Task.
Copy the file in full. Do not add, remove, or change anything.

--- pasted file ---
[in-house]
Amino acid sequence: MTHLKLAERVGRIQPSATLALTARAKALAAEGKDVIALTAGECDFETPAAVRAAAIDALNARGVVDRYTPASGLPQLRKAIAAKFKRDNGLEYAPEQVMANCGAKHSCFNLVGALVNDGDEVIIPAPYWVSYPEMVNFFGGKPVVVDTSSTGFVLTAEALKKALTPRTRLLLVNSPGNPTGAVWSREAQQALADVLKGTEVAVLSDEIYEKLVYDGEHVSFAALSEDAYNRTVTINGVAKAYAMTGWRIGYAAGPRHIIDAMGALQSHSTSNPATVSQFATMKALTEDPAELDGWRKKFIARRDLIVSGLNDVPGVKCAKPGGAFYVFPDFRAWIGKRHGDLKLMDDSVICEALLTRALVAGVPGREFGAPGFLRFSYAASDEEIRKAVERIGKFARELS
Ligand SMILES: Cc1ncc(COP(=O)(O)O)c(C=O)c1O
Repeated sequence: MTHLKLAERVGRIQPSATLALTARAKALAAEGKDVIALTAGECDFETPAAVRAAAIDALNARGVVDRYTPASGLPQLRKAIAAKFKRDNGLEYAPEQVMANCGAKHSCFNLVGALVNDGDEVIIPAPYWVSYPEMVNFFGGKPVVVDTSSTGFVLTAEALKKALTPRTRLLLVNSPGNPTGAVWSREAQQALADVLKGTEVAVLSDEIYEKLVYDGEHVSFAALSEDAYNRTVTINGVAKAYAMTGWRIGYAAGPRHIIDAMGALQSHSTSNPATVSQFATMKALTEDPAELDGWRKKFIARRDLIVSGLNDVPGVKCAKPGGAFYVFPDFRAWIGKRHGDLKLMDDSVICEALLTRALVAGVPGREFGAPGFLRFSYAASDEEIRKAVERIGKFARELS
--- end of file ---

[in-house]
Amino acid sequence: MTHLKLAERVGRIQPSATLALTARAKALAAEGKDVIALTAGECDFETPAAVRAAAIDALNARGVVDRYTPASGLPQLRKAIAAKFKRDNGLEYAPEQVMANCGAKHSCFNLVGALVNDGDEVIIPAPYWVSYPEMVNFFGGKPVVVDTSSTGFVLTAEALKKALTPRTRLLLVNSPGNPTGAVWSREAQQALADVLKGTEVAVLSDEIYEKLVYDGEHVSFAALSEDAYNRTVTINGVAKAYAMTGWRIGYAAGPRHIIDAMGALQSHSTSNPATVSQFATMKALTEDPAELDGWRKKFIARRDLIVSGLNDVPGVKCAKPGGAFYVFPDFRAWIGKRHGDLKLMDDSVICEALLTRALVAGVPGREFGAPGFLRFSYAASDEEIRKAVERIGKFARELS
Ligand SMILES: Cc1ncc(COP(=O)(O)O)c(C=O)c1O
Repeated sequence: MTHLKLAERVGRIQPSATLALTARAKALAAEGKDVIALTAGECDFETPAAVRAAAIDALNARGVVDRYTPASGLPQLRKAIAAKFKRDNGLEYAPEQVMANCGAKHSCFNLVGALVNDGDEVIIPAPYWVSYPEMVNFFGGKPVVVDTSSTGFVLTAEALKKALTPRTRLLLVNSPGNPTGAVWSREAQQALADVLKGTEVAVLSDEIYEKLVYDGEHVSFAALSEDAYNRTVTINGVAKAYAMTGWRIGYAAGPRHIIDAMGALQSHSTSNPATVSQFATMKALTEDPAELDGWRKKFIARRDLIVSGLNDVPGVKCAKPGGAFYVFPDFRAWIGKRHGDLKLMDDSVICEALLTRALVAGVPGREFGAPGFLRFSYAASDEEIRKAVERIGKFARELS